This prospective, single-blind, randomised comparative trial was conducted at a tertiary care cardiothoracic center and was duly approved by the institutional ethical committee (IECPG-284/7.09.2017, RT-37/28.09.2017) and registered at (CTRI/2018/01/011610). The study complied with the CONSORT 2010 randomised controlled trial (RCT) statement guidelines [Figure 1].{Figure 1}

The index study included 100 American Society of Anesthesiologists (ASA) physical status II-III participants in 15–40 years age group scheduled for an elective cardiac surgery through a thoracotomy incision in the time period from February 2018 to September 2019. The patients were excluded if they were unable to perform the visual analogue scale (VAS), or had previous thoracic surgeries. An emergency surgical setting, known ropivacaine allergy; infection at the injection site; or derangement in the coagulation parameters (platelet count <100 × 103/μL, prothrombin and activated partial thromboplastin time >1.5 times of the normal, or an international normalised ratio >1.5) constituted additional study exclusions.

A written informed consent was obtained from all the study participants. The preoperative cardiac medications were continued and premedication was administered in the form of (0.1 mg/kg morphine and 0.5 mg/kg promethazine) intramuscularly. After wheeling into the operating room, standard ASA monitoring was initiated including: 5-lead electrocardiogram, non-invasive blood pressure and pulse oximetry following which a peripheral intravenous (IV) and an arterial line were secured. General anaesthesia was induced and maintained alongside capnography and bispectral index monitoring as per standard institutional protocol. The hemodynamic parameters were maintained within 20% of the baseline. A posterolateral incision in the 4th or 5th intercostal space was performed. In the patients requiring extracorporeal support for assisting a surgical correction, cardiopulmonary bypass (CPB) was instituted under adequate heparinisation. Following the successful CPB weaning, the anticoagulant effect of heparin was adequately reversed with injection protamine in order to achieve baseline activated clotting time.

After completion of surgery, one of the 3 regional nerve blocks (SAPB, Pecs II, or ICNB) was performed under ultrasound-guidance wherein the group allocation was assisted by a computer-generated random number table and concealed with the help of coded, opaque and sealed envelopes. The blocks were performed under aseptic precautions using a Philips – L 12–3 linear array transducer (Philips Inc, USA) in a sterile cover with jelly and a 21-gauge 100 mm Stimuplex A sterile block needle (B. Braun, Melsungen, Germany).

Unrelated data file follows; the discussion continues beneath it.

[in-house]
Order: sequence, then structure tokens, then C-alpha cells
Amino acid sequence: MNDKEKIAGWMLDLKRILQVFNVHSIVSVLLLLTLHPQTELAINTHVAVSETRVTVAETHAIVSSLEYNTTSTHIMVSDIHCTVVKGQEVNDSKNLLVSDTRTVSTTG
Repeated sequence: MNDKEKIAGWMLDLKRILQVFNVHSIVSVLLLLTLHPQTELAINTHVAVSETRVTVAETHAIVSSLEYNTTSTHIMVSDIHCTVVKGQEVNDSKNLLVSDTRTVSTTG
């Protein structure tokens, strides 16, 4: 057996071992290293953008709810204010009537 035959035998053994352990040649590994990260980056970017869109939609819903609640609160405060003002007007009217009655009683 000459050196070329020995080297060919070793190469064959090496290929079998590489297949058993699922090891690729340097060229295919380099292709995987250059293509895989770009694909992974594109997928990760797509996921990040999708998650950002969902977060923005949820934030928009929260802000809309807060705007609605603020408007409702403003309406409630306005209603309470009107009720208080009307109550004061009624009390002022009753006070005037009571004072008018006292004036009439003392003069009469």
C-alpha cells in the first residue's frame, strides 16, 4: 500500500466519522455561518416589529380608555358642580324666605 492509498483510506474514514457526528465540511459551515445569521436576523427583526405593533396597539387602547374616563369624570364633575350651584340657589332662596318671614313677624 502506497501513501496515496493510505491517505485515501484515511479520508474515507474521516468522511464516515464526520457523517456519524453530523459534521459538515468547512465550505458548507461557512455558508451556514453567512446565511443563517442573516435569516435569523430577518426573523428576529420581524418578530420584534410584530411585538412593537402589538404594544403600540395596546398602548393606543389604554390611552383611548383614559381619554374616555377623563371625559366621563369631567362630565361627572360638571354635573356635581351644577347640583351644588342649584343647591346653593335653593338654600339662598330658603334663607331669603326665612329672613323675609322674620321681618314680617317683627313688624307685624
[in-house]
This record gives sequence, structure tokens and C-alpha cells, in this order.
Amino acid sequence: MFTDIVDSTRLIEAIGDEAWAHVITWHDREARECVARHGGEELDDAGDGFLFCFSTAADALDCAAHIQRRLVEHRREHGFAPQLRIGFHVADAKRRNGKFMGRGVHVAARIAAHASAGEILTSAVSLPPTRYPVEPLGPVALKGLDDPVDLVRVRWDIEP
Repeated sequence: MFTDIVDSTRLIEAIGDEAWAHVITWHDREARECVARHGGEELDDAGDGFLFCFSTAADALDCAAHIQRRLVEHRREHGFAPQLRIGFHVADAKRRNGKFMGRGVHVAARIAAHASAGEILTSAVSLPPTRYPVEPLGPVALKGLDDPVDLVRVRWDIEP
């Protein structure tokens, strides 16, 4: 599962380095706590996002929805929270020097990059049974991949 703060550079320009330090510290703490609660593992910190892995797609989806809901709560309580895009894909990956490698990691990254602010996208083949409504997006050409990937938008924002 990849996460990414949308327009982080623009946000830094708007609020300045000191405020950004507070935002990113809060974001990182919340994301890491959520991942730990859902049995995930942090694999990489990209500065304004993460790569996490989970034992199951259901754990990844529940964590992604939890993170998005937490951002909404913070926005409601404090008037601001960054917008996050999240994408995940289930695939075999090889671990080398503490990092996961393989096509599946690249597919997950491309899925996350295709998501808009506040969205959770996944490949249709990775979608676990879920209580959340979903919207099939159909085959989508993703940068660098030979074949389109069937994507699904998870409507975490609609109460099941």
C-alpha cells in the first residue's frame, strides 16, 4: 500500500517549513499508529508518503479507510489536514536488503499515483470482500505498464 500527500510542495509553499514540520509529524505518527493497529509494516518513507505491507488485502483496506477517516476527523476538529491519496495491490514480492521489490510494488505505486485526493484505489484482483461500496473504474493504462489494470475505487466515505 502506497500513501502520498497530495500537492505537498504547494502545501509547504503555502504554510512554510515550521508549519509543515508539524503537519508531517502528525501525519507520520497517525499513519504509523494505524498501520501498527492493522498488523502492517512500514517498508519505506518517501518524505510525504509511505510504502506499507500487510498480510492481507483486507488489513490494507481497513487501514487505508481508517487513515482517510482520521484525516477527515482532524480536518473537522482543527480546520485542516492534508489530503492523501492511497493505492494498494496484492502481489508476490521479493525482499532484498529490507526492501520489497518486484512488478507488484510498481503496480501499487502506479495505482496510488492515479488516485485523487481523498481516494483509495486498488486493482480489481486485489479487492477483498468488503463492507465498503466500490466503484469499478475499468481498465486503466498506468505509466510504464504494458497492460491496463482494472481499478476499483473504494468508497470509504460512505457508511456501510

SAPB was performed in a lateral decubitus position with the ultrasound probe oriented in a sagittal plane over the mid-clavicular thoracic region. The fifth rib and the overlying muscles such as latissimus dorsi, teres major and serratus anterior were identified in the mid-axillary line. The needle was introduced into the plane deep to the serratus anterior muscle and 2.5 mg/kg of 0.5% ropivacaine was injected in this plane under ultrasound-guidance [Figure 2]a.{Figure 2}

Pecs II block was performed in a supine position with the ultrasound probe oriented inferolaterally in the mid-clavicular region. The pectoralis major and minor muscles were outlined [Figure 2]b. The needle was introduced at the level corresponding to the 4th rib, heading, from medial to lateral direction toward the anterior axillary line. Thereby the needle was advanced until the rib and then it was withdrawn so as to position the tip in the plane between serratus anterior and pectoralis minor muscle. A total of 1.25 mg/kg of 0.5% ropivacaine (half the total dose) was injected after confirming a negative aspiration. Following the initial drug injection, the needle was meticulously withdrawn so that the tip lay between the two pectoral muscles, and 1.25 mg/kg of 0.5% ropivacaine (rest of the dose) was injected after careful aspiration [Figure 2]c.

ICNB was performed in a lateral decubitus position with the ultrasound probe oriented longitudinally and the cranial aspect (of the probe) slightly laterally rotated at the posterior angulation of the concerned rib. The three layers of intercostal muscle (innermost, internal and external) were outlined in the space between the adjacent ribs. Subsequently, the needle was introduced and advanced carefully into the innermost intercostal muscle layer, and 0.5% ropivacaine was administered (after negative aspiration for air or blood) in divided doses at the incisional level and two spaces below and above the incision. The total drug administered amounted to 2.5 mg/kg, in congruence with other two study groups [Figure 2]d.